Ubuntu Natty Narwhal Beta 1
Ubuntu 11.04 Beta 1 (Natty Narwhal) came out last Friday. I have only used it for two days, yet it has been a fun and refreshing experience so far, and I do not think of Maverick or the other previous releases with a hint of nostalgia.
A new user experience for Linux is on the way
Major highlight of this new release, Unity has become the default desktop environment, replacing the full GNOME. If you have tried Unity earlier in one of the previous Ubuntu Netbook Remix editions, you should consider giving it another try as it has gained much maturity and ease of use.
Not being a big fan of either GNOME 2 or KDE 4, Unity feels like a healthy, creative departure from the user experience they both offer. And Unity doesn't only depart from the two classic Linux desktop environments, but is also well on its way to expire many old ideas and expectations of what a window-based graphical environment should do.
As it was already the case in Ubuntu Netbook Remix, Unity's launcher is on the left side, and really is more of a dock than a panel (not too sure of the terminology here). It is nice as most of the screens I have at home (laptop) and work (desktop) have so much horizontal real estate but do not have much height. Much more attention has been given to small details here, such as the visibility of the launcher depending on the position of the mouse, or whether a window is fully expanded or not. (A video from omgubuntu is available on YouTube.)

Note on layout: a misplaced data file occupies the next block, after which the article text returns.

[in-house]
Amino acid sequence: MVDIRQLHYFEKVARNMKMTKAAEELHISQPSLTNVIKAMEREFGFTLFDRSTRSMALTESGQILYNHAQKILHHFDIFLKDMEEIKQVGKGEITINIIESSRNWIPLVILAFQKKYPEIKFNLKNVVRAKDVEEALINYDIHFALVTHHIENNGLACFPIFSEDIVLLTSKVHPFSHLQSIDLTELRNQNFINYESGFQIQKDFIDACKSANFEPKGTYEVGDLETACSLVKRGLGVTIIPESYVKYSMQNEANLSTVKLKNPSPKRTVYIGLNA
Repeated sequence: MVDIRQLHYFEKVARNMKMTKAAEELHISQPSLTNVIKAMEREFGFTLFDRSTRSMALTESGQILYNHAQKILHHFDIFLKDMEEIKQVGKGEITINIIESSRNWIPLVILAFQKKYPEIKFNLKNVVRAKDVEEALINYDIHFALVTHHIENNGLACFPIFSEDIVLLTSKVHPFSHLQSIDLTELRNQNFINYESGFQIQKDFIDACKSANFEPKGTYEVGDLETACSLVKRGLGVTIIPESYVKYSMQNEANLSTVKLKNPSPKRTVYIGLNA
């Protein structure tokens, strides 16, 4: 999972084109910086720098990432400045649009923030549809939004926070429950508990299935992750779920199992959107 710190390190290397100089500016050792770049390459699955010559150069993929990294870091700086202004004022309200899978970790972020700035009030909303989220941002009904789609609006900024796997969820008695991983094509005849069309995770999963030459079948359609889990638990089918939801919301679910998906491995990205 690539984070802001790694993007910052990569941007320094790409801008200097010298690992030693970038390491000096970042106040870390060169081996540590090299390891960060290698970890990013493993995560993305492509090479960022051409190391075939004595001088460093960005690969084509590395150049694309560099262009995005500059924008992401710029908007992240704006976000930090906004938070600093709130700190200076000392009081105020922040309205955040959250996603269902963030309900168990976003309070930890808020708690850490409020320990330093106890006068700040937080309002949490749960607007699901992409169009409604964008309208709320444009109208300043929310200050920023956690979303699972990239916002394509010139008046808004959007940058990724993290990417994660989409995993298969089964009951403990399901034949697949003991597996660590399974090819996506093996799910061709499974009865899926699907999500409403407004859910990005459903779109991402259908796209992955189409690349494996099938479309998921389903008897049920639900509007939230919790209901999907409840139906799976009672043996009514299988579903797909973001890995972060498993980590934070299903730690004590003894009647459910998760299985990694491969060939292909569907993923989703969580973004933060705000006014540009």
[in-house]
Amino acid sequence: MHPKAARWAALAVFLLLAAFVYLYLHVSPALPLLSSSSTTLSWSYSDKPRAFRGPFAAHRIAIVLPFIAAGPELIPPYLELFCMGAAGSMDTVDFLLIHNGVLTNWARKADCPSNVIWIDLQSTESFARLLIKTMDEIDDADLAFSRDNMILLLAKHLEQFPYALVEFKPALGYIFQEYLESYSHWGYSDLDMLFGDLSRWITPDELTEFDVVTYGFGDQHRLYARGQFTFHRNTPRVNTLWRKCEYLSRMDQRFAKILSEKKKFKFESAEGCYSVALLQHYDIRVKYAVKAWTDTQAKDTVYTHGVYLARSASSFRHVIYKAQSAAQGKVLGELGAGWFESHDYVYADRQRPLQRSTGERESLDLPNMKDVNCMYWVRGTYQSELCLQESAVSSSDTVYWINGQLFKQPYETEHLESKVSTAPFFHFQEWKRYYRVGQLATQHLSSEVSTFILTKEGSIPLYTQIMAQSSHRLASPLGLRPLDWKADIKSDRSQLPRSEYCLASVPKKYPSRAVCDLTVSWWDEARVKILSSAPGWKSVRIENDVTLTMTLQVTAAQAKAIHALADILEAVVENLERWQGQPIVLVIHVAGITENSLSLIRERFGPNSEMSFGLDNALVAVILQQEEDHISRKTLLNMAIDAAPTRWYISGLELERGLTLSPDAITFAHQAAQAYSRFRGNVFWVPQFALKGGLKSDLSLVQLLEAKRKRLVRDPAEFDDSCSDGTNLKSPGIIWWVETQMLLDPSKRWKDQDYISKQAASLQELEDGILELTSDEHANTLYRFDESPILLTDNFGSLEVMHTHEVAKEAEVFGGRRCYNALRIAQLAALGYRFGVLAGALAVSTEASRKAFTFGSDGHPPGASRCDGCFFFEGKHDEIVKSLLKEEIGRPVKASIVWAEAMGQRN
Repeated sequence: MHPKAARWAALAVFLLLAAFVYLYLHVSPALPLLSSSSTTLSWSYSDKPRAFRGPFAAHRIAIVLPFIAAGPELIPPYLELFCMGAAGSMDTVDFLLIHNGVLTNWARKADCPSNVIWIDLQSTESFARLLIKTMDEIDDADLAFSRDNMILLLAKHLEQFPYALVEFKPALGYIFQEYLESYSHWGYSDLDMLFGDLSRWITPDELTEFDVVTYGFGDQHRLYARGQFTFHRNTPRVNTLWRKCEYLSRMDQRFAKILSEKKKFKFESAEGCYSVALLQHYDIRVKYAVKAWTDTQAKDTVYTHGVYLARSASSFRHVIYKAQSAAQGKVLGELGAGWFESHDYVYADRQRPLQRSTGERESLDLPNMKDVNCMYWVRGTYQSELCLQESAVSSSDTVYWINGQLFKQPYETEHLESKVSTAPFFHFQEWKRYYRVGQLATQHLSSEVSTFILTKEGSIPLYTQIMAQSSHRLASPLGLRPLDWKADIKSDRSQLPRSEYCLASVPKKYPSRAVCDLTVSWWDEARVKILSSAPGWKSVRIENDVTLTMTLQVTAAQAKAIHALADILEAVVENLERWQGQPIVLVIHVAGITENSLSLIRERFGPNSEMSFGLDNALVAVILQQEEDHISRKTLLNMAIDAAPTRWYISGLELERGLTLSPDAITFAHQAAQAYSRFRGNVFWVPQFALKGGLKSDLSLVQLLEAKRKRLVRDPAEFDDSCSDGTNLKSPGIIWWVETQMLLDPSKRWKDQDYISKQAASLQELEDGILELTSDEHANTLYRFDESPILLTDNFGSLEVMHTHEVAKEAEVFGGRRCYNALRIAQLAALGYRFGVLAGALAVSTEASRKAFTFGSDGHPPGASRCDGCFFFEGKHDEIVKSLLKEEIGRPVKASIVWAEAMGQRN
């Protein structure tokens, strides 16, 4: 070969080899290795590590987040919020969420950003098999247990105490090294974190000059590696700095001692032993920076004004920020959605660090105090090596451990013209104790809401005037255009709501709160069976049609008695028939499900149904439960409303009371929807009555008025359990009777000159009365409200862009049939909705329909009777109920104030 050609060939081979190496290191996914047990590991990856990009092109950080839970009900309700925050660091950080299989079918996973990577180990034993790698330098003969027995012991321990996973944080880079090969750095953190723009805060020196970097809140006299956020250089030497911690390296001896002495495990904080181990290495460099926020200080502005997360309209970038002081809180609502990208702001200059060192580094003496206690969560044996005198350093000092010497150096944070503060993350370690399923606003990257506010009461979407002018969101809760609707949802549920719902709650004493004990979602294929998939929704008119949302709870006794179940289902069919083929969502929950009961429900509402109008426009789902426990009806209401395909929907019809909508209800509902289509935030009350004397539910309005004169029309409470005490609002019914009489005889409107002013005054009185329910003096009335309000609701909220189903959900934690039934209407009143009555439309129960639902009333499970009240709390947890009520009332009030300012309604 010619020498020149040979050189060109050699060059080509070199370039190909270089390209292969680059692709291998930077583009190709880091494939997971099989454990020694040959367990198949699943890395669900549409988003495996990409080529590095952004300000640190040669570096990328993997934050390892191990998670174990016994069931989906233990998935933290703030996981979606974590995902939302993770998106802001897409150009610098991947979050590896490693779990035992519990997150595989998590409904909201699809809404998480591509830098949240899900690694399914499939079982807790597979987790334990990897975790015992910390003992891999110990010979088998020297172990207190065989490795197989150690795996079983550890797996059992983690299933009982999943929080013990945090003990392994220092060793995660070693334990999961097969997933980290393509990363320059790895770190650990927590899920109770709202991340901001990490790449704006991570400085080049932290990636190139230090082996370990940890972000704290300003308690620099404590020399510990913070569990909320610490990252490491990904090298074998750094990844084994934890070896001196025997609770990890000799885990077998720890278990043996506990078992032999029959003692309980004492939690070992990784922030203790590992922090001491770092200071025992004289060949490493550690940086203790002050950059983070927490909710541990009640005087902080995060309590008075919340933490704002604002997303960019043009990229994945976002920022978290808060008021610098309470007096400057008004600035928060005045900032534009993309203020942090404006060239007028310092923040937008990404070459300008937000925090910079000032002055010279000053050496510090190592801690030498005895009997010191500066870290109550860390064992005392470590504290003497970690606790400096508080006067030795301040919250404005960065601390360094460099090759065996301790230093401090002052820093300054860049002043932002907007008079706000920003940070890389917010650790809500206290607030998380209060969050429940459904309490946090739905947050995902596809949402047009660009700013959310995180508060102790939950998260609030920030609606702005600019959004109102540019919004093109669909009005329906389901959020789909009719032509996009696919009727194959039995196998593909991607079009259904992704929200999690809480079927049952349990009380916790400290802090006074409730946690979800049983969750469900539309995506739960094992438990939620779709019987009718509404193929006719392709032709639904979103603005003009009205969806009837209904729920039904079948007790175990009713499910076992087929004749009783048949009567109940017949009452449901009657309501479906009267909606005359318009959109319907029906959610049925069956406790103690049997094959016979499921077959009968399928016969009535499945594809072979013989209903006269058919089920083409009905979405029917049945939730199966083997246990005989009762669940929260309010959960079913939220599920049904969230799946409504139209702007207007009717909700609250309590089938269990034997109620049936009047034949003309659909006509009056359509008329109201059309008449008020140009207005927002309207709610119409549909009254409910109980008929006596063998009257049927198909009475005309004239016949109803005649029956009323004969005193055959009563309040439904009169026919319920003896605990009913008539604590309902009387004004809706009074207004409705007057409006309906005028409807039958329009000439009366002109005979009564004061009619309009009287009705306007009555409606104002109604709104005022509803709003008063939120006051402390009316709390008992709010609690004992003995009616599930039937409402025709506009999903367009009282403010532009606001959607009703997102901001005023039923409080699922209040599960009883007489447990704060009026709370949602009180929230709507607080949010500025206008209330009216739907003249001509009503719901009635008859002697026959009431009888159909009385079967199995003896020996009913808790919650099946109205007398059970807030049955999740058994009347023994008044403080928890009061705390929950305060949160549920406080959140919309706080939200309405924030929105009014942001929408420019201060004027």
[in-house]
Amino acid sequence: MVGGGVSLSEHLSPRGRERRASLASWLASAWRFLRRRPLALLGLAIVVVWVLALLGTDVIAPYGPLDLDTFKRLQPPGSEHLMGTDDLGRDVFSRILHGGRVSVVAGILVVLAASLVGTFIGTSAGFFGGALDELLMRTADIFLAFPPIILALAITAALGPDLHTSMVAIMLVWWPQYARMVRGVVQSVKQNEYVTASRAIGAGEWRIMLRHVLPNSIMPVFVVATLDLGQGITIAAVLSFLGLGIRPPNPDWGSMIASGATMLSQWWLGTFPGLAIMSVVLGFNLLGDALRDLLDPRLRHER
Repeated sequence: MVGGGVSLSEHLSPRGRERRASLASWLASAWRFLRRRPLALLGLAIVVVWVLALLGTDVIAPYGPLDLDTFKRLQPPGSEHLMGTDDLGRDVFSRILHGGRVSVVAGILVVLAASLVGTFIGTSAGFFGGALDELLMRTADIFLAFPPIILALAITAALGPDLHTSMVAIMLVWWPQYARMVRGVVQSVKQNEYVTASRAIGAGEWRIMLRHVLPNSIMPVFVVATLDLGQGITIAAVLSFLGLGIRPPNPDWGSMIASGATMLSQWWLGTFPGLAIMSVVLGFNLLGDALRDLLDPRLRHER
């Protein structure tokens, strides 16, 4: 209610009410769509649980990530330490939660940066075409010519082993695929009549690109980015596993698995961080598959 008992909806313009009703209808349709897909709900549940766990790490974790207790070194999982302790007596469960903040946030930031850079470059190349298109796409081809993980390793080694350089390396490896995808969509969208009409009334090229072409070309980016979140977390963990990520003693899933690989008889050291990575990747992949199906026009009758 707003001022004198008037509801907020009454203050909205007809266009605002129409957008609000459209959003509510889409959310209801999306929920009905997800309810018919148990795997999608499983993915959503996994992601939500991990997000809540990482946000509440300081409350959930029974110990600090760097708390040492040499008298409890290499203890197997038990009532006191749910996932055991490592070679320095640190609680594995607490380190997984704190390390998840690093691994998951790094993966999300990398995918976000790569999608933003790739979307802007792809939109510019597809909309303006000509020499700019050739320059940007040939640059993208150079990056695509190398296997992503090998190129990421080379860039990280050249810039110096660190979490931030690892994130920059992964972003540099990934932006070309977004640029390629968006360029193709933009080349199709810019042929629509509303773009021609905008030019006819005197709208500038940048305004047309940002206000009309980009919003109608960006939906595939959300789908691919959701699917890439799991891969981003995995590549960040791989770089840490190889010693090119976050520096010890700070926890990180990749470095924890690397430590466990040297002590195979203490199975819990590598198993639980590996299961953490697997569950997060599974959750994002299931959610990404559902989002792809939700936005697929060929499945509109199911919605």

Another neat feature is the ability to place a window on the left or on the right of the screen and have it fit only half of the desktop area:
When maximizing one window only, the close/minimize/maximize controls and the rest of the top menu appear directly in the top panel:
I am particularly excited about this, because I have had trouble keeping my attention on the task at hand with a plethora of running apps and diverse widgets. This has been true for me on Windows, Mac OS X, or any Linux environment. Once a window is maximized in Unity, you really have nothing left to distract you. The launcher icons are gone, there's no tray to show the other apps running, although the Ubuntu menu icon turns blue when something is happening in a minimized application. I have good hopes this set up will help me with my work and keep me from getting distracted when I should really be writing code! The fact is, the human brain isn't really made for doing multiple things at once, and more than ever this is the direction Canonical and Ubuntu is taking with Unity. Canonical's team is even taking one step further with new scrollbars. A feature which hopefully will make it into the final release of Natty Narwhal.
For the rest, Natty introduces several new default apps. The media player is now Banshee instead of Rhythmbox. LibreOffice has made it in for this release as well as Firefox 4.